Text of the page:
Putting STOMP into practice
Some people living at one of Brandon’s registered care homes, near Bristol, came from long-stay institutionalised care. In these institutions they were often medicated in a way which they may – or, crucially, may not – have benefited from.
STOMP is a health campaign to stop the over-medication of people with learning disabilities and/or autism, and improve their quality of life.
Hugh and Sophie are team leaders at the care home – here they describe the life-changing effects STOMP can have…
The journey begins
We first heard about the STOMP health campaign about three years ago, during a routine medication review for one of the people we support. The psychiatrist believed that the current medication would have no positive effects on the symptoms it was prescribed for and recommended changing to a more modern medicine. More reviews suggested others here might also benefit from the principles of STOMP.
Initially, we had concerns about changing medications, given that the people we work with have behaviours which can sometimes challenge.
Of course, in theory, the STOMP principles made a lot of sense to us and was something we wanted to embrace as fully as possible – though admittedly there was an element of trepidation.
Working closely with the psychiatrist was invaluable. We learned how the medicines work and were given estimated timeframes for expected changes in behaviour.
We made full use of STOMP resources including ABC charts (for recording and monitoring changes in behaviours and routines) and the audit tool which ensured we were doing everything we could in line with the campaign. This included scheduling regular reviews and monitoring use of ‘as required’ medication.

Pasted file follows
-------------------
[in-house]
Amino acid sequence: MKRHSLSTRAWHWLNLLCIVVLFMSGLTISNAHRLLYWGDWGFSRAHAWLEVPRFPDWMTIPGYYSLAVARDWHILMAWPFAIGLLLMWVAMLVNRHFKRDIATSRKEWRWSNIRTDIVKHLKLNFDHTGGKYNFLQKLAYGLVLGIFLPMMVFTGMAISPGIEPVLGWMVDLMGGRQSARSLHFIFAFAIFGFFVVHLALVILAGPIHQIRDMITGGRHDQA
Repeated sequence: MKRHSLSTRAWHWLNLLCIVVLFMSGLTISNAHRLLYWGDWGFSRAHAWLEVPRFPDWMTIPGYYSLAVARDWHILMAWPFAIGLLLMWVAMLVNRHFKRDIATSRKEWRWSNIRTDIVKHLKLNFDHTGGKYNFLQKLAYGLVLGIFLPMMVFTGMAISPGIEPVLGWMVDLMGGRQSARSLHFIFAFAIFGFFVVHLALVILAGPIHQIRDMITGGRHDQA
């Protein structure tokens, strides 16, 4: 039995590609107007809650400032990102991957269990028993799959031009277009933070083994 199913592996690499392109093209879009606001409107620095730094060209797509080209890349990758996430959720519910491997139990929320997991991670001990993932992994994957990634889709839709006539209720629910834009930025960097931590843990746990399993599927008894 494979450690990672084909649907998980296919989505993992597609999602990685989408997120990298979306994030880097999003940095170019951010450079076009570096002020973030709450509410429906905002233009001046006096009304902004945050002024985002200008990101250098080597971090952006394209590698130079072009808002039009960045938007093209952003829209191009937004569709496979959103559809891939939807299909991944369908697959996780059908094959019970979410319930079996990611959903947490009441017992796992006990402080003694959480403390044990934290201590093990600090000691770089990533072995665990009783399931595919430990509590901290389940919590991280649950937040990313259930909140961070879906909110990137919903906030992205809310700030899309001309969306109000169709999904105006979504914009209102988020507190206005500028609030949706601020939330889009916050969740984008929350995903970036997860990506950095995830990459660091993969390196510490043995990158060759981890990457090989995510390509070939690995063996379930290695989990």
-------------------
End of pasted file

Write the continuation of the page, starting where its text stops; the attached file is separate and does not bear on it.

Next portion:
This was particularly important when feeding back to the medical professionals and helped ensure that we had an evidence base.
Listening to our staff team was central to the process. It was crucial for them to be able to voice any concerns – indeed, there were times when we felt like things weren’t working at all.
The best part is seeing the outcomes. As the changes started to take effect, the people we support became more aware of the world around them.
So far, everyone we support seems to have benefited from the changes. One person has completed his medication change - he's far more engaged and communicative, and can focus better and for much longer. He also seems to enjoy himself rather than just take part in what’s happening.
We’ve supported one person through the process of changing to a more suitable and effective medication. Another individual is in the process of moving towards a reduction of benzodiazepine (a psychoactive drug), and a third person has very recently started a reduction in anti-psychotic medication.
Partnership is key. We’ve worked closely with GPs, occupational therapists, and Brandon’s Positive Behaviour Support (PBS) team to find ways to best support people. We’ve also worked with occupational therapists to develop plans for increasing activity levels and interests, both at home and in the community.
In the past, the people we support have been prescribed medication to control behaviours which challenge, and PBS and STOMP have helped us move forward.
Where are we now?
We’re very proud of what we’ve achieved. Our team has worked tirelessly to support the individuals through their medication changes and the experience has shown us how well the staff know and care about the people we support. We plan to keep going – we’re committed to improving lives.
Most importantly, the lives of the people we support have improved greatly. Some of these improvements may seem small to the outside world but after decades of over-medication, it’s incredible to see their progress. Watching people engage with the world – and knowing we’ve been a part of making that happen – is a fantastic feeling.
Out-of-date thinking seems to allude to change being difficult, especially for people who have experienced institutional care. However, we’ve proved that although it may be hard work and challenging, it isn’t impossible – and it’s most definitely been worth it.
Sophie Young and Hugh Garnett
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